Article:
The US Department of Energy’s Pacific Northwest National Laboratory, in collaboration with mobility technology company Magna, developed a manufacturing process that reduces more than 50% of the embodied energy and more than 90% of the carbon dioxide emissions used for collecting and transforming scrap aluminum into new vehicle parts.
In a media statement, the organizations said the patented Shear Assisted Processing and Extrusion (ShAPE) process collects scrap bits and leftover aluminum trimmings from automotive manufacturing and transforms it directly into suitable material for new car parts. It is also being scaled to make lightweight aluminum parts for EVs.
The most recent advancement, described in detail in a Manufacturing Letters research article, eliminates the need to add newly mined aluminum to the material before using it for new parts. By reducing the cost of recycling aluminum, manufacturers may be able to reduce the overall cost of aluminum components, better enabling them to replace steel.
“We showed that aluminum parts formed with the ShAPE process meet automotive industry standards for strength and energy absorption,” lead researcher Scott Whalen said. “The key is that the ShAPE process breaks up metal impurities in the scrap without requiring an energy-intensive heat treatment step. This alone saves considerable time and introduces new efficiencies.”
The publication marks the culmination of a four-year partnership with Magna, the largest manufacturer of auto parts in North America.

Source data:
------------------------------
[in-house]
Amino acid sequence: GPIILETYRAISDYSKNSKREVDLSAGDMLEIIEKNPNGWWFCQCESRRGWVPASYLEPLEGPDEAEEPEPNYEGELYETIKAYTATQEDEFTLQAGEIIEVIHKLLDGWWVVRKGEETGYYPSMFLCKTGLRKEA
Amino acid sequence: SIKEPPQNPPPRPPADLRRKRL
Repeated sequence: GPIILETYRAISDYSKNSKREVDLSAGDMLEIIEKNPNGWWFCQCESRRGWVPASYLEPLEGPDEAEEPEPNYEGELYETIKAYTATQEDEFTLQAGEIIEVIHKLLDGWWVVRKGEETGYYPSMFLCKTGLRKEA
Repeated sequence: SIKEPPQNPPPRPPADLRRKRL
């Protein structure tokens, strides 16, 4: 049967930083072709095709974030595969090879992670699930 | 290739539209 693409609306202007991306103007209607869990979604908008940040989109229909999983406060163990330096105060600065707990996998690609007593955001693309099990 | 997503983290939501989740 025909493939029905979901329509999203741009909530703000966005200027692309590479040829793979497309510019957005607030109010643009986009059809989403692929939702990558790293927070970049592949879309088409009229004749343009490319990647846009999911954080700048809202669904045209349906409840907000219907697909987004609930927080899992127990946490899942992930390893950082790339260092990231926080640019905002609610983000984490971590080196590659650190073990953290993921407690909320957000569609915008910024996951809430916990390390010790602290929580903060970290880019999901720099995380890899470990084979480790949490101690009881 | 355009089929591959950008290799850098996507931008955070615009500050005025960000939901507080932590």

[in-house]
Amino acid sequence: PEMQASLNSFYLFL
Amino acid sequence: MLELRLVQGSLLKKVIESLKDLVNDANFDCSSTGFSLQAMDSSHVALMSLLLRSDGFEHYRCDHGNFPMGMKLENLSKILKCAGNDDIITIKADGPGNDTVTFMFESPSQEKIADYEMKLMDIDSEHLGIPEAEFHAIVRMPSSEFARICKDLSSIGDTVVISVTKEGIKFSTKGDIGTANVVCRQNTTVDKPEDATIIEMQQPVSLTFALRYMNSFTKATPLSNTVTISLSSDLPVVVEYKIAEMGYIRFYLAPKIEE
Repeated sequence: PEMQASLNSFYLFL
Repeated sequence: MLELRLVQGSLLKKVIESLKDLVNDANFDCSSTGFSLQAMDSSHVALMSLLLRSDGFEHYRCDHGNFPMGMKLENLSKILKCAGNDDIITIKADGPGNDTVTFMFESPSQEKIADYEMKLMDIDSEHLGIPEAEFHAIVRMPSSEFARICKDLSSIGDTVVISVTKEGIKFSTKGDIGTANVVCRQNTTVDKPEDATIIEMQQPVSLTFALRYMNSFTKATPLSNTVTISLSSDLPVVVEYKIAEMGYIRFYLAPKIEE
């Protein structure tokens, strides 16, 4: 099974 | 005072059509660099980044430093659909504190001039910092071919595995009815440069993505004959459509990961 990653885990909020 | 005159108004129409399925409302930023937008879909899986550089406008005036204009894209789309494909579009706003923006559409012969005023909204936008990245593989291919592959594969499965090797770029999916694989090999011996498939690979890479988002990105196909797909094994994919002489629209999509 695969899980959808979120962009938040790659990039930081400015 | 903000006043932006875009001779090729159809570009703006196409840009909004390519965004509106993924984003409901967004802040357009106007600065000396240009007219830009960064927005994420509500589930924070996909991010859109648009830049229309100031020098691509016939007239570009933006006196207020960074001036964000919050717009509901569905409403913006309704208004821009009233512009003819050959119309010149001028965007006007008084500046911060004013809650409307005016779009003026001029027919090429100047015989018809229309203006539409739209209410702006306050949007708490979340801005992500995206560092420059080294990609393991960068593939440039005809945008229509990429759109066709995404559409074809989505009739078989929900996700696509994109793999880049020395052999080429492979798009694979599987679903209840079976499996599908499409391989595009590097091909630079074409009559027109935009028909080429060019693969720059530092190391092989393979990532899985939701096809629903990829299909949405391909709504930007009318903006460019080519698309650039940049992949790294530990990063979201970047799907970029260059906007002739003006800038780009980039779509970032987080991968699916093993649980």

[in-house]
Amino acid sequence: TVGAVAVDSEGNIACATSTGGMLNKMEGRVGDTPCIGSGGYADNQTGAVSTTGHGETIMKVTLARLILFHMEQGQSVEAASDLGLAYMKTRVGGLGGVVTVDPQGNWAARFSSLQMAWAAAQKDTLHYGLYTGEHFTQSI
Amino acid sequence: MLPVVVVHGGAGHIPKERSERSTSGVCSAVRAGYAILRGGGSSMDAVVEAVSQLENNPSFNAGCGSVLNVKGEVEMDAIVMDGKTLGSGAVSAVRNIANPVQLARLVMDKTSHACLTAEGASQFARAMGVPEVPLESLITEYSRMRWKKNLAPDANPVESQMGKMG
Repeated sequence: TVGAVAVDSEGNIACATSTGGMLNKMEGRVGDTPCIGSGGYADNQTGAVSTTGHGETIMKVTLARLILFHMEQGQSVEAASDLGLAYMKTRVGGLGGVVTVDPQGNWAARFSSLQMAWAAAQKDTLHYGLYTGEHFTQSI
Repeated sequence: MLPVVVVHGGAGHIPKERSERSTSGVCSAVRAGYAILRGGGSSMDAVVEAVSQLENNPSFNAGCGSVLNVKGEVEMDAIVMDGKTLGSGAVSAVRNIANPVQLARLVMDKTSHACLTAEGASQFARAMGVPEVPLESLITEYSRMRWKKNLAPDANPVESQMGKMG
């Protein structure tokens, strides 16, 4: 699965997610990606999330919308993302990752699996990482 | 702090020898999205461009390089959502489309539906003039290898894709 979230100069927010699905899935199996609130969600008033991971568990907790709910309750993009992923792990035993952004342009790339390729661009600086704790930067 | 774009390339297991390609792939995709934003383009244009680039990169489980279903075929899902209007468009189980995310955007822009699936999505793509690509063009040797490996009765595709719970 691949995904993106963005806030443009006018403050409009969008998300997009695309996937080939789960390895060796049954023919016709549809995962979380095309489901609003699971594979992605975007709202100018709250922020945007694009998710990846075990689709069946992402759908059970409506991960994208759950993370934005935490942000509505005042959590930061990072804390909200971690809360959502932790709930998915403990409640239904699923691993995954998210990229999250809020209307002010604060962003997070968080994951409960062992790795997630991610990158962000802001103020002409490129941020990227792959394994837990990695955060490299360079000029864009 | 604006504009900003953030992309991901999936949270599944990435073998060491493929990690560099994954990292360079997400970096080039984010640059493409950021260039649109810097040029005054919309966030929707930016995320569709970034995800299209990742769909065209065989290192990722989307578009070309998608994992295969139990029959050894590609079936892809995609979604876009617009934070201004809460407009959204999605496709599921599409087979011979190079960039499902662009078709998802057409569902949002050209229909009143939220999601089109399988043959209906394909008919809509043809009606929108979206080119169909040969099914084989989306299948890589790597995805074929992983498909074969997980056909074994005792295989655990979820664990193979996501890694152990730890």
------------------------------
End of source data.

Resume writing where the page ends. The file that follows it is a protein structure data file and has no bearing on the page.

According to Whalen, besides steel, aluminum is the most used material in the auto industry. The advantageous properties of aluminum make it an attractive automotive component. Lighter and strong, aluminum is a key material in the strategy to make lightweight vehicles for improved efficiency, be it by extending the range of an EV or reducing the battery capacity size. While the automotive industry currently does recycle most of its aluminum, it routinely adds newly mined primary aluminum to it before reusing it, to dilute impurities.
Metals manufacturers also rely on a century-old process of pre-heating bricks, or “billets” as they are known in the industry, to temperatures over 1,000°F (550°C) for many hours. The pre-heating step dissolves clusters of impurities such as silicon, magnesium or iron in the raw metal and distributes them uniformly in the billet through a process known as homogenization.
By contrast, the ShAPE process accomplishes the same homogenization step in less than a second and then transforms the solid aluminum into a finished product in a matter of minutes with no pre-heating step required.
“With our partners at Magna, we have reached a critical milestone in the evolution of the ShAPE process,” Whalen said. “We have shown its versatility by creating square, trapezoidal and multi-cell parts that all meet quality benchmarks for strength and ductility.”
For these experiments, the research team worked with an aluminum alloy known as 6063, or architectural aluminum. This alloy is used for a variety of automotive components, such as engine cradles, bumper assemblies, frame rails and exterior trim.
The PNNL group examined the extruded shapes using scanning electron microscopy and electron backscatter diffraction, which creates an image of the placement and microstructure of each metal particle within the finished product.
The results showed that the ShAPE products are uniformly strong and lack manufacturing defects that could cause parts failure. In particular, the products had no signs of the large clusters of metal—impurities that can cause material deterioration and that have hampered efforts to use secondary recycled aluminum to make new products.
The research team is now examining even higher-strength aluminum alloys typically used in battery enclosures for electric vehicles.
“This innovation is only the first step toward creating a circular economy for recycled aluminum in manufacturing,” Whalen said. “We are now working on including post-consumer waste streams, which could create a whole new market for secondary aluminum scrap.”